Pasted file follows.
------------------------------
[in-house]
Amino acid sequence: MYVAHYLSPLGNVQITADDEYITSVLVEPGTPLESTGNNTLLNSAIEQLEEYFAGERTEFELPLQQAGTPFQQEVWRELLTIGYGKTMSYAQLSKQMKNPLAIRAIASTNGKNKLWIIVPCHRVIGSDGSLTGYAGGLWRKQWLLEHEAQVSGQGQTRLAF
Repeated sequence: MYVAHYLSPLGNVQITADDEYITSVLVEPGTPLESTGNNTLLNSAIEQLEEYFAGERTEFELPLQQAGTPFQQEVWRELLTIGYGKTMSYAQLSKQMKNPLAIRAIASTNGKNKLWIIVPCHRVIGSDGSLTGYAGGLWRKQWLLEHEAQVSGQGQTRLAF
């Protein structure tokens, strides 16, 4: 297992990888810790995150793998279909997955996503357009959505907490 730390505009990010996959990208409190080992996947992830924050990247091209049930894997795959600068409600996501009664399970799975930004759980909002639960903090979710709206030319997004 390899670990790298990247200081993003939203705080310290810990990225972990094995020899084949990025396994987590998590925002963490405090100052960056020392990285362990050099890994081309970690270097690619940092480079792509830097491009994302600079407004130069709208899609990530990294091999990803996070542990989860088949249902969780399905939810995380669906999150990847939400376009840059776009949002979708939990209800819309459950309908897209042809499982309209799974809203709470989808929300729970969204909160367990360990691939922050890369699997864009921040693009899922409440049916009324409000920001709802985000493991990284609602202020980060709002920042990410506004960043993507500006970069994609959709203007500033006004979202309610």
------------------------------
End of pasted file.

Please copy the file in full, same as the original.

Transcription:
[in-house]
Amino acid sequence: MYVAHYLSPLGNVQITADDEYITSVLVEPGTPLESTGNNTLLNSAIEQLEEYFAGERTEFELPLQQAGTPFQQEVWRELLTIGYGKTMSYAQLSKQMKNPLAIRAIASTNGKNKLWIIVPCHRVIGSDGSLTGYAGGLWRKQWLLEHEAQVSGQGQTRLAF
Repeated sequence: MYVAHYLSPLGNVQITADDEYITSVLVEPGTPLESTGNNTLLNSAIEQLEEYFAGERTEFELPLQQAGTPFQQEVWRELLTIGYGKTMSYAQLSKQMKNPLAIRAIASTNGKNKLWIIVPCHRVIGSDGSLTGYAGGLWRKQWLLEHEAQVSGQGQTRLAF
């Protein structure tokens, strides 16, 4: 297992990888810790995150793998279909997955996503357009959505907490 730390505009990010996959990208409190080992996947992830924050990247091209049930894997795959600068409600996501009664399970799975930004759980909002639960903090979710709206030319997004 390899670990790298990247200081993003939203705080310290810990990225972990094995020899084949990025396994987590998590925002963490405090100052960056020392990285362990050099890994081309970690270097690619940092480079792509830097491009994302600079407004130069709208899609990530990294091999990803996070542990989860088949249902969780399905939810995380669906999150990847939400376009840059776009949002979708939990209800819309459950309908897209042809499982309209799974809203709470989808929300729970969204909160367990360990691939922050890369699997864009921040693009899922409440049916009324409000920001709802985000493991990284609602202020980060709002920042990410506004960043993507500006970069994609959709203007500033006004979202309610």